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Holiday Treats for Pets

December 15 2020

With the holiday season officially here, many people are making their favorite seasonal foods. Our furry friends also love to indulge in special snacks! It’s fine—and even beneficial—to give your pet treats, but be sure to stick with safe foods. A Westminster, MD vet lists some good options in this article.

D  ogs

Man’s Best Friend has a pretty healthy appetite. (Actually, that’s putting it mildly. Fido will eat pretty much anything.) Meat, fish, and poultry really make the best treats for pups. Just be sure to remove the skin, bones, and fat first. Some meats, such as organ meats, should only be given on occasion. You’ll also want to limit meats with high fat content, such as sausage. Processed meats are okay here and there, but it’s best to give your pet whole foods.


For the most part, Fluffy can eat many of the same things as Fido. Cats often have even lower tolerance for fatty foods than dogs do, so you’ll want to skip things like bacon and sausage entirely. While some furballs do seem to like sweet treats like cake and muffins, sugar isn’t good for them. Stick with safer options. In addition to store-bought treats, kitties can also enjoy plain, canned boneless tuna, chicken, shrimp, crabmeat, or even salmon. Your feline pal may also appreciate some shredded deli meat.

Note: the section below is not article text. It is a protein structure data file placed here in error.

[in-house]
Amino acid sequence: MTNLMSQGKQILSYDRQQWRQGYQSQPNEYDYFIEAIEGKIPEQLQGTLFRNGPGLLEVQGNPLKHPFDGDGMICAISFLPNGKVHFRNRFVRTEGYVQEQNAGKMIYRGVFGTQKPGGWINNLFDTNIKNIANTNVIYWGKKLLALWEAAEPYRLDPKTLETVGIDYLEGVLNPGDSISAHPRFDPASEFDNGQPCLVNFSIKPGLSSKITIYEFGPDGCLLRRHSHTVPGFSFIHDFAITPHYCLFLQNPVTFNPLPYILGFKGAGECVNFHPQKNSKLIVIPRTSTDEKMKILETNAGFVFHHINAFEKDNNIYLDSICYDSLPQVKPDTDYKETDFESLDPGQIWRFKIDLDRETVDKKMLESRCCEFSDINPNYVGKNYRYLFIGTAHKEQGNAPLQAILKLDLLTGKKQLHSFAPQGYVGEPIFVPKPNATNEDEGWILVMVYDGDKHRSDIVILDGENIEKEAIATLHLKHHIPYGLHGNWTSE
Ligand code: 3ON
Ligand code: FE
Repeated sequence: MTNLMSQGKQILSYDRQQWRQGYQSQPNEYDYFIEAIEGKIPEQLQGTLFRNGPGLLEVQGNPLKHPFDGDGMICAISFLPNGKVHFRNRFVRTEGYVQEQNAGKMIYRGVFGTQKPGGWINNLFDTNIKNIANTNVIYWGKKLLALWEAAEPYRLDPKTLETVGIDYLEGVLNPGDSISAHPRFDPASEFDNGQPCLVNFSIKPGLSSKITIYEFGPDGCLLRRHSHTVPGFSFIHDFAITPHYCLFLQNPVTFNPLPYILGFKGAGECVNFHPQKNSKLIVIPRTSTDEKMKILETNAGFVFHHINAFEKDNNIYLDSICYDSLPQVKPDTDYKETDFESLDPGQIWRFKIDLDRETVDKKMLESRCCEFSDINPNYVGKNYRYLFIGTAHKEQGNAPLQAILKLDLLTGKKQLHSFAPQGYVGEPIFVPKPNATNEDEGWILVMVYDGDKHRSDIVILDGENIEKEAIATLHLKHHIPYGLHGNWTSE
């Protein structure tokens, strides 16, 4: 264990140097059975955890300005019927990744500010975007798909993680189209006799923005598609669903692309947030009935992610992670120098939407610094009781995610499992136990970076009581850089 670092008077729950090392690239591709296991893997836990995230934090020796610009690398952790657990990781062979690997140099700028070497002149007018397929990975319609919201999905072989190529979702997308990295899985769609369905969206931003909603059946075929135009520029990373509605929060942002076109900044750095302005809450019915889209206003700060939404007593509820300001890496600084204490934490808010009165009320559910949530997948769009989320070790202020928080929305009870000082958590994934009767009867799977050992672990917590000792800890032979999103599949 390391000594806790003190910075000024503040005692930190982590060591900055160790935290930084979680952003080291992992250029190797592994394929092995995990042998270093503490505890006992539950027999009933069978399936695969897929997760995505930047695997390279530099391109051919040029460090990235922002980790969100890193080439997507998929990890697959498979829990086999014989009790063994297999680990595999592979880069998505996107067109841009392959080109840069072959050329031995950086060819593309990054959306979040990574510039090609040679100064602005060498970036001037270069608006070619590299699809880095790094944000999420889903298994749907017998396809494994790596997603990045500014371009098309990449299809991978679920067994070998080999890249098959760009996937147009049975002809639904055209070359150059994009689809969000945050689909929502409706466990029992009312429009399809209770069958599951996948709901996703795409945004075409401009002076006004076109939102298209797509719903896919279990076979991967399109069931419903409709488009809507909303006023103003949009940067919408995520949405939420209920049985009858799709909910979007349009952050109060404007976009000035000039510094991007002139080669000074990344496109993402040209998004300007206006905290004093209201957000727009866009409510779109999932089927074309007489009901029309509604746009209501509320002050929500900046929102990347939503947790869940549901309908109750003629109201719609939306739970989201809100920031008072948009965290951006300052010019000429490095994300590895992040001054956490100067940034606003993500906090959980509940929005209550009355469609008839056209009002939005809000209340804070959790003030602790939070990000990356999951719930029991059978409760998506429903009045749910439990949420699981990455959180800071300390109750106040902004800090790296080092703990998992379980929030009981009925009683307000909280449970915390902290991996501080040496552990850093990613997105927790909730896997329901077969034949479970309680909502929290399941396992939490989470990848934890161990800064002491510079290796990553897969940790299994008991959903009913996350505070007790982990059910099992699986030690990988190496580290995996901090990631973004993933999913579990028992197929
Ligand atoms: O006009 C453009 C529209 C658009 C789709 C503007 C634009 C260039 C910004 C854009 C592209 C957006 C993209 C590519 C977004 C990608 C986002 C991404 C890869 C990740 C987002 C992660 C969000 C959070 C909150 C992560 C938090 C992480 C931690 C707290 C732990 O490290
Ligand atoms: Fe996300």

Do you have a bovine buddy? Bessie also deserves a yummy snack! Like horses, cows love carrots, apples, and molasses. They can also have things like potatoes and turnips, corn husks, and broccoli. Cabbage is also fine, but too much can give Bessie’s milk a flavor you probably don’t want. You can also give your hooved pal things like dandelion leaves and clover. 

Unsafe Foods

Although every type of animal has unique dietary needs, there are a few things that are unsafe for most of them. The no-no list includes garlic, onions, scallions, and chives; chocolate; caffeine; alcohol; nuts; mushrooms; grapes, currants, and raisins; and raw dough or yeast. Rhubarb is also unsafe, as are avocados, fruits with seeds or pips; meat on the bone; and anything that contains xylitol or a lot of salt, sugar, or fat. Always research new foods before giving them to your pet. Ask your vet for more information.

Happy Holidays! As your local Westminster, MD animal clinic, we are here to help. Please contact us anytime!